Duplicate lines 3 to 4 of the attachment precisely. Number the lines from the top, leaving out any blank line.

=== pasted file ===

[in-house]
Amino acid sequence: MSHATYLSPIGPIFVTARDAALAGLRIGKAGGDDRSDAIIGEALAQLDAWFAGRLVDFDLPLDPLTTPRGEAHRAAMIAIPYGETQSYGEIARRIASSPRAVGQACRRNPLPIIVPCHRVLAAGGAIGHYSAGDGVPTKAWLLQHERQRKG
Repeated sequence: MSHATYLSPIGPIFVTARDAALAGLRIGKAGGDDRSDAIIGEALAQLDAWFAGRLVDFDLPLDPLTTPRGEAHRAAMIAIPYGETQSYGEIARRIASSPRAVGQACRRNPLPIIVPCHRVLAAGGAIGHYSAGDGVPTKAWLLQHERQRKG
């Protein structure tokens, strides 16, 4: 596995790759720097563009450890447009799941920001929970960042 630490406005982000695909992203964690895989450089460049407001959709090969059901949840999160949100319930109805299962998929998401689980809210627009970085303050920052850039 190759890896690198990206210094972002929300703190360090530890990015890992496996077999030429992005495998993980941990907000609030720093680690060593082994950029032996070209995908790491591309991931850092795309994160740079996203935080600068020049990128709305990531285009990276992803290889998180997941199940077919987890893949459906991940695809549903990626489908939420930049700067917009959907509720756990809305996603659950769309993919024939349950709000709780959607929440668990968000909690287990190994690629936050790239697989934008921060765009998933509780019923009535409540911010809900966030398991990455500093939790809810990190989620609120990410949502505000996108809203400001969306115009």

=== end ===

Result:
Repeated sequence: MSHATYLSPIGPIFVTARDAALAGLRIGKAGGDDRSDAIIGEALAQLDAWFAGRLVDFDLPLDPLTTPRGEAHRAAMIAIPYGETQSYGEIARRIASSPRAVGQACRRNPLPIIVPCHRVLAAGGAIGHYSAGDGVPTKAWLLQHERQRKG
């Protein structure tokens, strides 16, 4: 596995790759720097563009450890447009799941920001929970960042 630490406005982000695909992203964690895989450089460049407001959709090969059901949840999160949100319930109805299962998929998401689980809210627009970085303050920052850039 190759890896690198990206210094972002929300703190360090530890990015890992496996077999030429992005495998993980941990907000609030720093680690060593082994950029032996070209995908790491591309991931850092795309994160740079996203935080600068020049990128709305990531285009990276992803290889998180997941199940077919987890893949459906991940695809549903990626489908939420930049700067917009959907509720756990809305996603659950769309993919024939349950709000709780959607929440668990968000909690287990190994690629936050790239697989934008921060765009998933509780019923009535409540911010809900966030398991990455500093939790809810990190989620609120990410949502505000996108809203400001969306115009």